Maryland's firearm season for deer opens tomorrow, and if the weather holds, the Department of Natural Resources is expecting a record harvest. (They don't say "kill" any more; "harvest" is softer and more acceptable.)
They would have had a record harvest last year, but for the weather.
Deer are mighty shy critters. They depend on their eyes and ears to keep themselves alive. When the wind blows and the rain comes down, the noise drowns out the natural sounds of their habitat and the deer bed down until the weather improves.
Last year, a storm settledin for the first part of the deer season and kept the deer in their beds.
There are two basic schools of thought on deer hunting: the walkers and the sitters. If it is storming, you might as well walk, because the deer are not going to be on the move. If the weather is fair with only a light breeze, you may want to sit and let the other walkers move the deer to you.
I've had most of my success while sitting. I recognize right off I'm no Daniel Boone. I try to find a popular place, then hunker down and try to wait 'em out.
Movement is one of the quickest ways to spook a deer. Your hands and your face, unless covered, will be the first to alert a deer. Your bright shiny face in the dark woods stands out like an 18-wheeler in a parking lot.
Burnt cork, soot or camouflage paint will help it blend in. So willa head net, which is good if the weather is warm and the bugs are bothering you. It can get in the way, however, when you are shooting.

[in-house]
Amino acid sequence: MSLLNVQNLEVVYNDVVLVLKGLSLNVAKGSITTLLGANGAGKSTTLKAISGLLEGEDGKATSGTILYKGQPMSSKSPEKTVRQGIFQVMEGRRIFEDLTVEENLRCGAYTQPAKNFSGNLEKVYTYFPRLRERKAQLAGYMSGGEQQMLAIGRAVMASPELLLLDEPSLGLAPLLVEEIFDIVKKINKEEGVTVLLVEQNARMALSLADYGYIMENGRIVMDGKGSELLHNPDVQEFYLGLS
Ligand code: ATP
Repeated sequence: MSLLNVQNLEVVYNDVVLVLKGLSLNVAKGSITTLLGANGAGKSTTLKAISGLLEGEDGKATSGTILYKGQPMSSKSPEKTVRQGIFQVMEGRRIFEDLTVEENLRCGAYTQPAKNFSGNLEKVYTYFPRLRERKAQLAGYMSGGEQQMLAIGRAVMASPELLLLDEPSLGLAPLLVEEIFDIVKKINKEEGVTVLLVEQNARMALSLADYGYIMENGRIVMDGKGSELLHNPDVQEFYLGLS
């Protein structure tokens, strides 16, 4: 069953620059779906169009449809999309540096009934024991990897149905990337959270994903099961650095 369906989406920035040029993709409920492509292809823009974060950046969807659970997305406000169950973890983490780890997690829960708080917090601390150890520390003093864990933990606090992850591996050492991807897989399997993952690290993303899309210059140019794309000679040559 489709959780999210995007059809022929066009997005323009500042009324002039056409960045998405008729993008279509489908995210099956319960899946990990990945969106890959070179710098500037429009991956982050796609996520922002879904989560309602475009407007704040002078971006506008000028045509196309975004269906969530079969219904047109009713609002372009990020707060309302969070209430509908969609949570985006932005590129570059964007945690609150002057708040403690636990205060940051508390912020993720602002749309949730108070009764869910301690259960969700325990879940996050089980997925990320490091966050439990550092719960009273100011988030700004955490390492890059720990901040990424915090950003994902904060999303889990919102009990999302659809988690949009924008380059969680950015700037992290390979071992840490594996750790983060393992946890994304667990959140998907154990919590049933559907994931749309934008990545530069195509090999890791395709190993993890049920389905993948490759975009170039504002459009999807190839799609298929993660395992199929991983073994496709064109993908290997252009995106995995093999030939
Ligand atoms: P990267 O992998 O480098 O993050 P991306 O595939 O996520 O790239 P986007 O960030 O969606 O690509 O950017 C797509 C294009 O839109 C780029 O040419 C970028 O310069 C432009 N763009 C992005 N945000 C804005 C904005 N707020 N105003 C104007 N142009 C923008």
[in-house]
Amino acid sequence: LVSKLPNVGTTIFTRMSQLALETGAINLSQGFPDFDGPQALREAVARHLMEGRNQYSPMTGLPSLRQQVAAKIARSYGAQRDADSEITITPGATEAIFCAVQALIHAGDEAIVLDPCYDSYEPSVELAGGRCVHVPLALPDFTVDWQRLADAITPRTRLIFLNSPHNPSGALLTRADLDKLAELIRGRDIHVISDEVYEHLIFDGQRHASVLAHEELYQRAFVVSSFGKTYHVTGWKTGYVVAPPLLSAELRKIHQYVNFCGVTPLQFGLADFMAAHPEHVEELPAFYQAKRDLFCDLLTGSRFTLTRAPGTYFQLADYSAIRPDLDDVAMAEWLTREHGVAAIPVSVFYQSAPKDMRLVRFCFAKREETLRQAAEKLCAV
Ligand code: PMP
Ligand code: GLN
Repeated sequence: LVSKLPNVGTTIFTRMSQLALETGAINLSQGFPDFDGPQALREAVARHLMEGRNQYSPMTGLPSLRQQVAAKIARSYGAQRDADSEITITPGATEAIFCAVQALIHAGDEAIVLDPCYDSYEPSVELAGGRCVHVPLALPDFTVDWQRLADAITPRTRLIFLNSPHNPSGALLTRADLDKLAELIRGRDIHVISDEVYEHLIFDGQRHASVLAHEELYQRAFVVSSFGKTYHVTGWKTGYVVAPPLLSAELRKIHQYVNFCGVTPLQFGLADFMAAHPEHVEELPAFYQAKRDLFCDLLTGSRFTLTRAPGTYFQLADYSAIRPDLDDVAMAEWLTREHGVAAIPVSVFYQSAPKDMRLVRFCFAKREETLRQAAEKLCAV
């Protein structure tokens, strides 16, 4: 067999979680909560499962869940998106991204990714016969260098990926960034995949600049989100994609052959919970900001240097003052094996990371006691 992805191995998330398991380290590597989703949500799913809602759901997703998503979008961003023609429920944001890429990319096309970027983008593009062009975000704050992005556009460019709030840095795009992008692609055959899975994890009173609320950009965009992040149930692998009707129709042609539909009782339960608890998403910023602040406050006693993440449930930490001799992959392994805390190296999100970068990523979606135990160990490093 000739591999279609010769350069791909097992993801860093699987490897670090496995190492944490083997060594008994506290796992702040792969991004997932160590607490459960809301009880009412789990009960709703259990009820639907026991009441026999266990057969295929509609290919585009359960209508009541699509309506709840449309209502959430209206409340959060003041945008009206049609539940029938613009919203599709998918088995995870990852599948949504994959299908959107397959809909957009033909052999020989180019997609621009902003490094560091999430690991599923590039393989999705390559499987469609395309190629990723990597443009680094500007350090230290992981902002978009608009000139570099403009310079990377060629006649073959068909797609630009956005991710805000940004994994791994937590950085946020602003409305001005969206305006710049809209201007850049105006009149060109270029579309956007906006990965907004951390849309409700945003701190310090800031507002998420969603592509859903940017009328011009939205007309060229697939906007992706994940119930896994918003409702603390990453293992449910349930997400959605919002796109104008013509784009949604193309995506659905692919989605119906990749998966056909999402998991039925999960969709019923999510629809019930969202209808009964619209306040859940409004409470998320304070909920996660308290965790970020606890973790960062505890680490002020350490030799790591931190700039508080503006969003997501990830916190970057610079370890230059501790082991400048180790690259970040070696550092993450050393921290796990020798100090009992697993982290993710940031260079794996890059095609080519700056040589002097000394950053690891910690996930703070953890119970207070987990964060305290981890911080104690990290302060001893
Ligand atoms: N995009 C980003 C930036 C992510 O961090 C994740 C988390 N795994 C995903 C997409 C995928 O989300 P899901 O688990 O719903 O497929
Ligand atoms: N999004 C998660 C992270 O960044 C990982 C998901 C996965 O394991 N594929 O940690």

The same coloring will work on your hands if it is warm. If the weather is cold, a pair of dark gloves will do the trick.
Another helpful item is a piece of camouflage material 2- to 4-feet wide and 8- to 10-feet long, for building a small blind. Pick up a few sticks as you walk along and drape the material over the sticks you have shovedin the ground. The blind will permit a fair amount of fidgeting without spooking deer.
Scents have become more and more successful in not only masking human odor but also luring deer. Check with an outdoor store to learn the most popular scents in this area. Tinks 69 Doe in Rut is one of the favorites. One hunter said he sprinkles some around his stand and some more on a rag that he drags along the trail.
You can also lure deer from long distances by rattling deer antlers, as if two bucks were fighting. It has taken a long time, but I am convinced this technique will work in our area. I wouldn't do it, however; I'dfeel too self conscious.
I remember the first time I blew a varmint call, one of those screaming rabbit things. I got so many laughs I never did go varmint hunting.
I received a letter last week that caused some concern. It followed my shoot-the-geese-with-paint-balls column, and the writer wondered if I was an anti-hunter or an animal-rights activist.
Far from it.
I support the heritage and the scientific reasons for hunting. I just personally don't kill many critters any more unless they wear scales. It is a personal choice and has nothing to do with your right to hunt.
Apparently Sears, Roebuck & Co. were taken in by an anti-hunting group, the Humane Society of the United States. Sears had started a promotional activity in its 1991 catalog to support the group. The Wildlife Legislative Fund of America takes credit for blowing the whistle; Sears quickly withdrew its support.
This is just one example of how the anti-hunting groups gather strength. They will do anything to keep you from the fields. Next, it will be the anti-fishing groups and the fish rights society, then the anti-farmers and the plant rightists. I can hardly wait.
Bob Spore is a Coast Guard-licensed charter boat captain from Pasadena. His Outdoors column appears every Friday and Sunday in The Anne Arundel County Sun.